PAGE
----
His words underscored what your class experienced this year. You faced such loss, but you shouldered it with grace perspective and fortitude. You learned the importance of appreciating what you have and not taking anything for granted. And I know all of us here, the faculty, the administration, your parents and families, are so proud of how you handled this enormously challenging time.

Throughout the pandemic we experienced a lot of loneliness and it hurt even more than we thought, but we also discovered that solitude can reveal new pieces of ourselves. Over the last year we spent a lot more time with ourselves and kind of liked what we found. I know some of you discovered that you love to paint, knit or play the banjo. You enjoyed the simple pleasures of baking bread, decorating cakes, rolling sushi, or building a campfire. You made masks, face shields, and mittens.

You faced what seemed like endless hours alone and you filled them with passion projects. And they're not just hobbies to fill their time, we learned that creating things with our hands is grounding. It gives us purpose and comfort. Another great lesson of the pandemic, we're much healthier as individuals and society if we give ourselves and each other a break. Just as it seemed that we were doubling down on a "gotcha" culture, making people pay for little mistakes and so fearful to make even a small one ourselves, the pandemic wore us down and we gave up on the pretense of perfection.

I guess we had no choice. We were dependent on technology and it often failed us. The WiFi went out, the sound quality wasn't great. And what about those unexpected moments? Like when your roommate or pet made a surprise appearance in your thesis presentation on Zoom. All those things that we would have worried about we learned to let go, to no longer sweat. In a strange way living in a socially distant world brought us into each other's real lives and we practiced empathy and compassion. We gave each other and ourselves a pass, realizing that there's more substance in authenticity than imperfection.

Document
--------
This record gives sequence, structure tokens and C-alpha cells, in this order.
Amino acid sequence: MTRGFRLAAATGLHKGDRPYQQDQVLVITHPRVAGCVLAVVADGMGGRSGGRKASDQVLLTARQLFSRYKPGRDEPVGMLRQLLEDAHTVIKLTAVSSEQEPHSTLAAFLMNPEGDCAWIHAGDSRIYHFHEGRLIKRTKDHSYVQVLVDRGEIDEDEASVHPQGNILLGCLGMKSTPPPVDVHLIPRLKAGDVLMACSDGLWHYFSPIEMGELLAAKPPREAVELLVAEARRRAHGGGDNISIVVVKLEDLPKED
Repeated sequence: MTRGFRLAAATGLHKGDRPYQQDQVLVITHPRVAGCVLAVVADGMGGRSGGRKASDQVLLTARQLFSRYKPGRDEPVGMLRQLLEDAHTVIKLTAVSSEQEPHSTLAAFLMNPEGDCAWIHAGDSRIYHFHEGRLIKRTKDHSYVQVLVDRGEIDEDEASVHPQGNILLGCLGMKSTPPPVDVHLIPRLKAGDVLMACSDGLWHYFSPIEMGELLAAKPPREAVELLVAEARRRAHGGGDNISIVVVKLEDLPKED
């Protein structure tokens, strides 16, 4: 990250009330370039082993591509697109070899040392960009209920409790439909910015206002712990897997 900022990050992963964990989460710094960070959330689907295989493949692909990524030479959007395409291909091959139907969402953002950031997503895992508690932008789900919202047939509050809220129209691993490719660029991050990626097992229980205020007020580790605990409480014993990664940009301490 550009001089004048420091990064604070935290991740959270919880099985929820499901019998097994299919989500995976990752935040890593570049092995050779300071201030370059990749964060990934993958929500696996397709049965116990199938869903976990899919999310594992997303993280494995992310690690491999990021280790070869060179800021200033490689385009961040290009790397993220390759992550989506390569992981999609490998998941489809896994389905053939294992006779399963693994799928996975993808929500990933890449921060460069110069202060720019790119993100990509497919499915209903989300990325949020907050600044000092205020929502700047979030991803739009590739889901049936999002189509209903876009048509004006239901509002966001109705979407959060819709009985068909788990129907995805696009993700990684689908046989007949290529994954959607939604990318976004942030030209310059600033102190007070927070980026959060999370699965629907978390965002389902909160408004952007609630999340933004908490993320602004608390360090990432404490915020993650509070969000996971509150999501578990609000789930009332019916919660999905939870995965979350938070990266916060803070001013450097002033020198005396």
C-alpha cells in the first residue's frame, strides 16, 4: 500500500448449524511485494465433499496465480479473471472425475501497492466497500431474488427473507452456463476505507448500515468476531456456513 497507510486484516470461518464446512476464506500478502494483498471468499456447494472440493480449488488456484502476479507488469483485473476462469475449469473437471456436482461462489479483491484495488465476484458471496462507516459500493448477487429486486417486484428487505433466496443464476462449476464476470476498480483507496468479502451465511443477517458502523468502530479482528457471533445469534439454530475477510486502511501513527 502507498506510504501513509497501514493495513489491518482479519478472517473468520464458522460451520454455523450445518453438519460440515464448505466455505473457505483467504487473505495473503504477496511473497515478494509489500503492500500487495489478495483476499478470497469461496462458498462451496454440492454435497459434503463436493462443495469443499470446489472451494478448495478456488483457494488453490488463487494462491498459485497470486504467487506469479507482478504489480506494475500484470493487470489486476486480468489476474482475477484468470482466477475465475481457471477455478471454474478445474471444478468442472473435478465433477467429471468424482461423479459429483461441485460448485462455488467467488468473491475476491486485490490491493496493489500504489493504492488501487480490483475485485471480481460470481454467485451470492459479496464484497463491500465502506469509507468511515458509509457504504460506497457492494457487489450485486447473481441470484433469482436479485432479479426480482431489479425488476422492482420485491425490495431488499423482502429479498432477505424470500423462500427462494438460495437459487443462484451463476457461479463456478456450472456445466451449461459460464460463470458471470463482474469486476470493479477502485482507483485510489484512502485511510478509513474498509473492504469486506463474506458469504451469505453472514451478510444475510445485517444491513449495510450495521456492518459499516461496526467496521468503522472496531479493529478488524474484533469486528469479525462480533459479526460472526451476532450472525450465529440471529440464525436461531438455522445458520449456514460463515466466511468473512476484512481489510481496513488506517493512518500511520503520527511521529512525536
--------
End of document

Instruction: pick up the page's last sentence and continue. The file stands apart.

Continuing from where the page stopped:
Over the past year in it's aching absence, we also better understood the power of human connection. While technology kept the world moving during the pandemic, it didn't comfort us, inspire us or energize us. I'm sure those Zoom classes didn't compare to being in Palmer, surrounded by your classmates and teacher. Just as none of my thousands of Zoom meetings came close to replacing have a team brainstorming together with a whiteboard and a few markers.

We learned the hard way how much we need and want to be with each other. Those personal connections are the essence of life. So as we come out of the pandemic, let's be present. There are a lot of distractions out there, but let's tune them out, listen, learn and connect. Let's set aside all those devices we became even more reliant on this past year and enjoy the people right in front of us.

Finally, if exploring the unknown has taught us anything, it's that we need to be comfortable with ambiguity and change. For all the plans we had, countless were dashed. In the past year I think we had to move back Nat Geo's return to work five different times. We wanted stability more than ever and there was little to be found. We wanted the answers to questions that no one could give us. "When can we travel? Will we have a graduation? Will my job be in-person or remote? When can we ditch the masks?"

We learned to be adaptable and nimble in the past year and this ability will be a critical strength going forward. Because life is not a straight line, it's a circuitous path. And that more change is coming is the one thing we can be sure about. While it's important to plan. It's just as important to be able to thoughtfully pivot when life presents you with its plans.

The global pandemic forced us into the unknown. And we often felt like we were stumbling around in the dark, trying to find our bearings. But during this time of great uncertainty, we did what we do best at Colorado College, we learned. We took it upon ourselves to look inward and embrace meaningful, life-altering lessons. We'll appreciate the little things and what we have. We'll find time for solitude and we'll keep making things. We'll give each others and others a break. We'll be present. We'll be more comfortable with ambiguity and change, and we will hug and smile a lot.

So what's next? We're coming out of this enormously difficult time and we're looking around the world and it's very different. We're never going back to the way things were. We all know about this new normal, but the shift means something really profound. We get to help create the new normal. And you, the class of 2021, have an incredible opportunity to see the world in new ways and to shape your future.

Let's take the lessons we've learned as our lantern and boldly step into the unknown once more, but with confidence, courage, and conviction. Everything is on the table. It's time to explore, so get out there. Thank you.